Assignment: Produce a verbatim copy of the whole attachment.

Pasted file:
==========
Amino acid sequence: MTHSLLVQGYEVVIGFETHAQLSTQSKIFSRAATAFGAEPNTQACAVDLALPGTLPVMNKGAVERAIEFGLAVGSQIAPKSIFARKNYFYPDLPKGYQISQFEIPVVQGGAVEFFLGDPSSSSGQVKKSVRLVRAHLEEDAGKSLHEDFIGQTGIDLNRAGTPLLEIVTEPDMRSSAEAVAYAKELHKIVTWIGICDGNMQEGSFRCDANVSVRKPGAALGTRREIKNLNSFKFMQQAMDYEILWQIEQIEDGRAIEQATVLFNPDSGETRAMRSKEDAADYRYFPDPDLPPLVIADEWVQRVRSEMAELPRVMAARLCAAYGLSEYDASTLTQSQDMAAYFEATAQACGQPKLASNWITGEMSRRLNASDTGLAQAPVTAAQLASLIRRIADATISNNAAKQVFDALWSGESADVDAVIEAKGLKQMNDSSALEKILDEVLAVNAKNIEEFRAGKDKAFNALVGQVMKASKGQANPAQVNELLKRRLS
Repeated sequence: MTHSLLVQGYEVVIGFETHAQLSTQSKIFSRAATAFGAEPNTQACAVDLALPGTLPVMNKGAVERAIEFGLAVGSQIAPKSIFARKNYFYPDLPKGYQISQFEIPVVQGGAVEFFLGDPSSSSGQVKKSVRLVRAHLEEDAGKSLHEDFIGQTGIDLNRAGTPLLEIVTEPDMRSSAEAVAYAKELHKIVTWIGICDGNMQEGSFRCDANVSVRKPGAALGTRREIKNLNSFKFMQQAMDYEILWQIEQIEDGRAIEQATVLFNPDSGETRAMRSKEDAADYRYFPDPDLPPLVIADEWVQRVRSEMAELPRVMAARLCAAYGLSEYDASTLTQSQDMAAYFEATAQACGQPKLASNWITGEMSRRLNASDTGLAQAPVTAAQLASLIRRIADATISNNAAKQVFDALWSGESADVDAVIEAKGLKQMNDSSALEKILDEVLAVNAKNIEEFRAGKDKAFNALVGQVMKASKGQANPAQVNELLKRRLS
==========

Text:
Amino acid sequence: MTHSLLVQGYEVVIGFETHAQLSTQSKIFSRAATAFGAEPNTQACAVDLALPGTLPVMNKGAVERAIEFGLAVGSQIAPKSIFARKNYFYPDLPKGYQISQFEIPVVQGGAVEFFLGDPSSSSGQVKKSVRLVRAHLEEDAGKSLHEDFIGQTGIDLNRAGTPLLEIVTEPDMRSSAEAVAYAKELHKIVTWIGICDGNMQEGSFRCDANVSVRKPGAALGTRREIKNLNSFKFMQQAMDYEILWQIEQIEDGRAIEQATVLFNPDSGETRAMRSKEDAADYRYFPDPDLPPLVIADEWVQRVRSEMAELPRVMAARLCAAYGLSEYDASTLTQSQDMAAYFEATAQACGQPKLASNWITGEMSRRLNASDTGLAQAPVTAAQLASLIRRIADATISNNAAKQVFDALWSGESADVDAVIEAKGLKQMNDSSALEKILDEVLAVNAKNIEEFRAGKDKAFNALVGQVMKASKGQANPAQVNELLKRRLS
Repeated sequence: MTHSLLVQGYEVVIGFETHAQLSTQSKIFSRAATAFGAEPNTQACAVDLALPGTLPVMNKGAVERAIEFGLAVGSQIAPKSIFARKNYFYPDLPKGYQISQFEIPVVQGGAVEFFLGDPSSSSGQVKKSVRLVRAHLEEDAGKSLHEDFIGQTGIDLNRAGTPLLEIVTEPDMRSSAEAVAYAKELHKIVTWIGICDGNMQEGSFRCDANVSVRKPGAALGTRREIKNLNSFKFMQQAMDYEILWQIEQIEDGRAIEQATVLFNPDSGETRAMRSKEDAADYRYFPDPDLPPLVIADEWVQRVRSEMAELPRVMAARLCAAYGLSEYDASTLTQSQDMAAYFEATAQACGQPKLASNWITGEMSRRLNASDTGLAQAPVTAAQLASLIRRIADATISNNAAKQVFDALWSGESADVDAVIEAKGLKQMNDSSALEKILDEVLAVNAKNIEEFRAGKDKAFNALVGQVMKASKGQANPAQVNELLKRRLS